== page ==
Mark Twain supposedly said, ‘buy land – they’re not making it anymore.’ The concept of land as a financial asset is just one way in which its meaning and value have been socially constructed, as a new paper on sustainable land systems explains. ‘Ten facts about land systems’ is the product of an international collaboration by scientists from 20 countries, exploring a wide range of land use impacts, interactions and challenges. The paper is supported by an engaging website encouraging the ‘wise use’ of global land, and an attractively produced report for practitioners and policy makers.
Those of us in ecology perhaps tend to view landscapes as wholly natural systems, with varying degrees of human modification. I found this report a useful reminder that if we wish our ecological research to have applied value in a landscape context, we need to recognise the cultural frame of reference from which we view land, and how that might differ from other perspectives.
Another important consideration highlighted in the paper is the rarity of ‘win-wins’ in land use change. Compromise is unfashionable, and it is understandable that groups that feel threatened tend to dig in to support, for example, land uses perceived as traditional. But trade-offs are inevitable and must be understood to achieve sustainable land use.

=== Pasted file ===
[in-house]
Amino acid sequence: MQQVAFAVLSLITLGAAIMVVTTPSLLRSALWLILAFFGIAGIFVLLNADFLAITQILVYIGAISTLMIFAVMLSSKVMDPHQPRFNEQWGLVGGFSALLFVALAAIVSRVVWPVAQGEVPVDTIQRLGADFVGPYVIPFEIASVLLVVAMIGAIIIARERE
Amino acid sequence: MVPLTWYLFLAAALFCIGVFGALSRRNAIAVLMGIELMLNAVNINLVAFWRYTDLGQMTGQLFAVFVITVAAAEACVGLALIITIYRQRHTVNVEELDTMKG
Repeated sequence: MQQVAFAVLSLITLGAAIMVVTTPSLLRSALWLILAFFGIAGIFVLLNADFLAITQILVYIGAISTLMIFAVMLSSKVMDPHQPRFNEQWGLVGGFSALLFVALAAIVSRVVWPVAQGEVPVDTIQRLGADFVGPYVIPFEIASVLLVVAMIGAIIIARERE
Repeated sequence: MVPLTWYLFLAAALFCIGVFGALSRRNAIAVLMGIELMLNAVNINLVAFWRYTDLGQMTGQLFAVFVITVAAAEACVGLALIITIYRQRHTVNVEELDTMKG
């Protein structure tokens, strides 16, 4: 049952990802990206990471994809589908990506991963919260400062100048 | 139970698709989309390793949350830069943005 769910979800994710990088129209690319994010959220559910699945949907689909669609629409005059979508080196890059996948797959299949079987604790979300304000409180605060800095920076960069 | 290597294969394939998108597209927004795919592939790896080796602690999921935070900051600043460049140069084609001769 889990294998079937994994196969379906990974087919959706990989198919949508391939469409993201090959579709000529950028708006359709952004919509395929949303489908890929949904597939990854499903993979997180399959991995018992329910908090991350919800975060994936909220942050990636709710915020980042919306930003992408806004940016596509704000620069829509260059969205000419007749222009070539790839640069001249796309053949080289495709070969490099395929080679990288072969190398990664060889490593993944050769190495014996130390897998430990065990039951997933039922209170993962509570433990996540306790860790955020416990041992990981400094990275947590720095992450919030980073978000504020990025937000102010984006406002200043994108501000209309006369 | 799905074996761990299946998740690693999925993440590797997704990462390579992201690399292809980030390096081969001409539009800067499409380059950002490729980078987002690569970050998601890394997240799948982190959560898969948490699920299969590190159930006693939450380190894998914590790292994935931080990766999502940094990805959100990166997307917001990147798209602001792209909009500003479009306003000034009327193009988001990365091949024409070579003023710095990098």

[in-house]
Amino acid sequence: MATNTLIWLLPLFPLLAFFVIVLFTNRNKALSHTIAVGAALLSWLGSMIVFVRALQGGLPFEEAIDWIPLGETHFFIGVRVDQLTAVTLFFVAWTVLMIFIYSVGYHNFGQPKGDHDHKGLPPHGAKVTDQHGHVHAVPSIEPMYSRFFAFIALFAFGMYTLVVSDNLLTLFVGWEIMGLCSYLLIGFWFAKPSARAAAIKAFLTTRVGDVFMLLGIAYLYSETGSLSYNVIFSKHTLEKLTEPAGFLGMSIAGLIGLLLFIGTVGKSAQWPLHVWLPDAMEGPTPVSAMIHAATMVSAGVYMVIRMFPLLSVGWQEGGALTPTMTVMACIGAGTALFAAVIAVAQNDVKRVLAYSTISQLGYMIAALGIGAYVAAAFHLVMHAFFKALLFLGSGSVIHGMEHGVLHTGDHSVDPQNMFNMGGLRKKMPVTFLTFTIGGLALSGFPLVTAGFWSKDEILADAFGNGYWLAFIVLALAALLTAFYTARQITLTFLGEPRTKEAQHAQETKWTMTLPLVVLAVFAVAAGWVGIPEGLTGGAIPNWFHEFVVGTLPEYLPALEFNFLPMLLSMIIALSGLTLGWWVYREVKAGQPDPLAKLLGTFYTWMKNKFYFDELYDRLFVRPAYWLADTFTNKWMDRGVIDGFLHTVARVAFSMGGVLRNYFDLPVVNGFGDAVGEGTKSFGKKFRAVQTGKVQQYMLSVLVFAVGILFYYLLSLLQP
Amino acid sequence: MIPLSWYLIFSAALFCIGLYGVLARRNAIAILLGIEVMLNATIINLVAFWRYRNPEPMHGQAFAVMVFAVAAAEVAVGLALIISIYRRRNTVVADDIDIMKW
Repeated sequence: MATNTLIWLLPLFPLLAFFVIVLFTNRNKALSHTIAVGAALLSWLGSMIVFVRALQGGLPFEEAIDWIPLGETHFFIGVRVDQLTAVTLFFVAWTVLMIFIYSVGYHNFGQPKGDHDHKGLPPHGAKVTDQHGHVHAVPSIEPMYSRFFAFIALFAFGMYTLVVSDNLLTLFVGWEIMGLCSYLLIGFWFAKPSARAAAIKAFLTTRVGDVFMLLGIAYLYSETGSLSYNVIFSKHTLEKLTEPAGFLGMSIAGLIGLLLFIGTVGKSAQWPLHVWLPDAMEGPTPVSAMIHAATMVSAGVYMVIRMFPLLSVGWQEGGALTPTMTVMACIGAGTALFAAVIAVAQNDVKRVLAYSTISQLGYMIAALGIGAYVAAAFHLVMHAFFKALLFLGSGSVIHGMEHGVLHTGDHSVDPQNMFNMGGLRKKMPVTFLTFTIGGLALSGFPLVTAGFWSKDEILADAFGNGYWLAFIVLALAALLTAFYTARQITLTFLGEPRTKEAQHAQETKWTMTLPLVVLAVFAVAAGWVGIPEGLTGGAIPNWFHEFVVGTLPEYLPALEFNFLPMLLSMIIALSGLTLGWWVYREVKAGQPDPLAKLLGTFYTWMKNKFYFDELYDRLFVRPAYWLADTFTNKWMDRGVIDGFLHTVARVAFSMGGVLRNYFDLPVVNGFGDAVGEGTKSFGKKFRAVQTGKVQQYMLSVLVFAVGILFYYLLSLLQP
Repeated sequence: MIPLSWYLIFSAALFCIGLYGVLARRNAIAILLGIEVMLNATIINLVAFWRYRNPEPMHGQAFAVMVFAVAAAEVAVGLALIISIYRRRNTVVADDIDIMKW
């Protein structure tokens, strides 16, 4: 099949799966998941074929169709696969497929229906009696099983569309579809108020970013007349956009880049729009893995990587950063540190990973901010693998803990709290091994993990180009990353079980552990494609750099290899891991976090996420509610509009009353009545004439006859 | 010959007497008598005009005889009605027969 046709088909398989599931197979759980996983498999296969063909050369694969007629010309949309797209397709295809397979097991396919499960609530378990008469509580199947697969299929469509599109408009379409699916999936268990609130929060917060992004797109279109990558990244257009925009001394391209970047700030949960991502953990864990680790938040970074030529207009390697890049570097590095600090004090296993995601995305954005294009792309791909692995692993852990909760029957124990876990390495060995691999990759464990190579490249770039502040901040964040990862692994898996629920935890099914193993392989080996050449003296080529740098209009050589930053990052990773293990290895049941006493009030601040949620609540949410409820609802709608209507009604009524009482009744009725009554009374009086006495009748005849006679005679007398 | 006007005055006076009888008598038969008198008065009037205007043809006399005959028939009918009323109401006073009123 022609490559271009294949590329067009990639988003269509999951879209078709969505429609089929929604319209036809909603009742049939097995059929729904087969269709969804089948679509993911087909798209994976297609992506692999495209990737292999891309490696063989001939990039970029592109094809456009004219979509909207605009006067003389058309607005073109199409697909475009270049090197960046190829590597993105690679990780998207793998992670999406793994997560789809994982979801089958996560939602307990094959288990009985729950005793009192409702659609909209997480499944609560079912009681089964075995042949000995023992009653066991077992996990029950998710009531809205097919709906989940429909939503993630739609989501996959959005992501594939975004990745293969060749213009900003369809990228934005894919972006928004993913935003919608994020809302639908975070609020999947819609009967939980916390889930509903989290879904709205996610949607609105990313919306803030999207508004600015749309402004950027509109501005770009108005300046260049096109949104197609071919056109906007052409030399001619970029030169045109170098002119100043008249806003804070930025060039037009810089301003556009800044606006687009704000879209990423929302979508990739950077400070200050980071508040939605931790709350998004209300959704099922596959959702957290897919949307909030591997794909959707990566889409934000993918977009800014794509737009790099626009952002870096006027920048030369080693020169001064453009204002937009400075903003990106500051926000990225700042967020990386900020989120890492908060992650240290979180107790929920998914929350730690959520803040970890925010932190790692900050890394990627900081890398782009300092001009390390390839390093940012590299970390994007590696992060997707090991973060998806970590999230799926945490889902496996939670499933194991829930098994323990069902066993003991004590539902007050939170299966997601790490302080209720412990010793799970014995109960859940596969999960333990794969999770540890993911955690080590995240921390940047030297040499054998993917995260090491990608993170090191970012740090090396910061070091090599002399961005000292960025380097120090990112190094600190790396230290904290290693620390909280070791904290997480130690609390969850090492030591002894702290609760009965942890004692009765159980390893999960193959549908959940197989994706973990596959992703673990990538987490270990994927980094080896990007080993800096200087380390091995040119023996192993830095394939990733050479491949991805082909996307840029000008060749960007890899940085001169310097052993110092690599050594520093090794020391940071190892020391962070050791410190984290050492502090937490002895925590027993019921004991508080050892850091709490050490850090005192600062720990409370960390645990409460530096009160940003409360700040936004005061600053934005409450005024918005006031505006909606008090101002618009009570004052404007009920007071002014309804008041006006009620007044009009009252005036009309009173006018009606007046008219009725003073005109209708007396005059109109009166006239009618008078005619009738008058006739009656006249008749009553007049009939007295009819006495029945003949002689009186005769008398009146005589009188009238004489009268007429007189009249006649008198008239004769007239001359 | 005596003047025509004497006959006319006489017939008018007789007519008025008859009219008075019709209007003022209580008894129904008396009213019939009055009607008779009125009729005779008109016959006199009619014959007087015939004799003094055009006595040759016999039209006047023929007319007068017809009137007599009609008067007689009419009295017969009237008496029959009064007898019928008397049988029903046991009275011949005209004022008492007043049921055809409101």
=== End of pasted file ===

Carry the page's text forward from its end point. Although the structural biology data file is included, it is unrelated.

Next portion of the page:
Prominent recent examples in the UK include the potential biodiversity impacts of tree planting for climate mitigation and natural flood management, and also some of the negative reactions to DEFRA’s new Landscape Recovery scheme from representatives of the farming community, who clearly felt that the scheme threatened the view of land as being primarily useful for food production, and conservation NGOs, which have criticised the package of new ELMS schemes as poorly planned and lacking ambition (and, interestingly, in this policy blog from the RSPB, pointed to a lack of trust from the farming community – some useful common ground?).
As the paper concludes, ‘achieving sustainability through land systems is challenging precisely because multiple beliefs and values exist; because land systems are complex … because we live on a used planet where trade-offs are prevalent, claims are overlapping and contested, and benefits from land are unequally distributed.’ Hopefully, acknowledgement of the 10 facts presented in this paper might help a few more seemingly intractable land debates to move forward.
10 facts about land explainer: http://10facts.glp.earth/
Report for policy makers: https://issuu.com/10factsglp/docs/glp_journal_r3_hi